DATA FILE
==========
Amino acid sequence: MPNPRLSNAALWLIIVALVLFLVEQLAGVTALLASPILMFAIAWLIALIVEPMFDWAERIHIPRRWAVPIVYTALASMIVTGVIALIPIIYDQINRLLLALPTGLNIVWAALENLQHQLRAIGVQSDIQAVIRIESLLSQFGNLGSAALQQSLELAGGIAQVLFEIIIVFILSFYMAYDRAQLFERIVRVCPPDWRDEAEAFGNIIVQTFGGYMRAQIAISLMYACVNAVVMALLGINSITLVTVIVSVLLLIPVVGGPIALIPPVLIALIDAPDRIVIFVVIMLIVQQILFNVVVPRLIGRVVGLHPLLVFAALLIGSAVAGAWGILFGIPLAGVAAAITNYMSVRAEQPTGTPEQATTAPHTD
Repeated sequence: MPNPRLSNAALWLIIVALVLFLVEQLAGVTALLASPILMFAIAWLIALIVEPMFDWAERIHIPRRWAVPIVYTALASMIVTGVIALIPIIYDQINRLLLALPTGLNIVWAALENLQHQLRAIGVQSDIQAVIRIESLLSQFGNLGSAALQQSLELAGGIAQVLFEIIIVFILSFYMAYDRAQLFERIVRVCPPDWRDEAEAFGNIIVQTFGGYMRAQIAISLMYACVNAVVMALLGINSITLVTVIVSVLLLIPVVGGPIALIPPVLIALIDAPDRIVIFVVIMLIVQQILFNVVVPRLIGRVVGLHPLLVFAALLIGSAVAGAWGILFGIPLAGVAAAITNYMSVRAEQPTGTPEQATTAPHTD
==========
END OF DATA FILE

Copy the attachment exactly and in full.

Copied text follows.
Amino acid sequence: MPNPRLSNAALWLIIVALVLFLVEQLAGVTALLASPILMFAIAWLIALIVEPMFDWAERIHIPRRWAVPIVYTALASMIVTGVIALIPIIYDQINRLLLALPTGLNIVWAALENLQHQLRAIGVQSDIQAVIRIESLLSQFGNLGSAALQQSLELAGGIAQVLFEIIIVFILSFYMAYDRAQLFERIVRVCPPDWRDEAEAFGNIIVQTFGGYMRAQIAISLMYACVNAVVMALLGINSITLVTVIVSVLLLIPVVGGPIALIPPVLIALIDAPDRIVIFVVIMLIVQQILFNVVVPRLIGRVVGLHPLLVFAALLIGSAVAGAWGILFGIPLAGVAAAITNYMSVRAEQPTGTPEQATTAPHTD
Repeated sequence: MPNPRLSNAALWLIIVALVLFLVEQLAGVTALLASPILMFAIAWLIALIVEPMFDWAERIHIPRRWAVPIVYTALASMIVTGVIALIPIIYDQINRLLLALPTGLNIVWAALENLQHQLRAIGVQSDIQAVIRIESLLSQFGNLGSAALQQSLELAGGIAQVLFEIIIVFILSFYMAYDRAQLFERIVRVCPPDWRDEAEAFGNIIVQTFGGYMRAQIAISLMYACVNAVVMALLGINSITLVTVIVSVLLLIPVVGGPIALIPPVLIALIDAPDRIVIFVVIMLIVQQILFNVVVPRLIGRVVGLHPLLVFAALLIGSAVAGAWGILFGIPLAGVAAAITNYMSVRAEQPTGTPEQATTAPHTD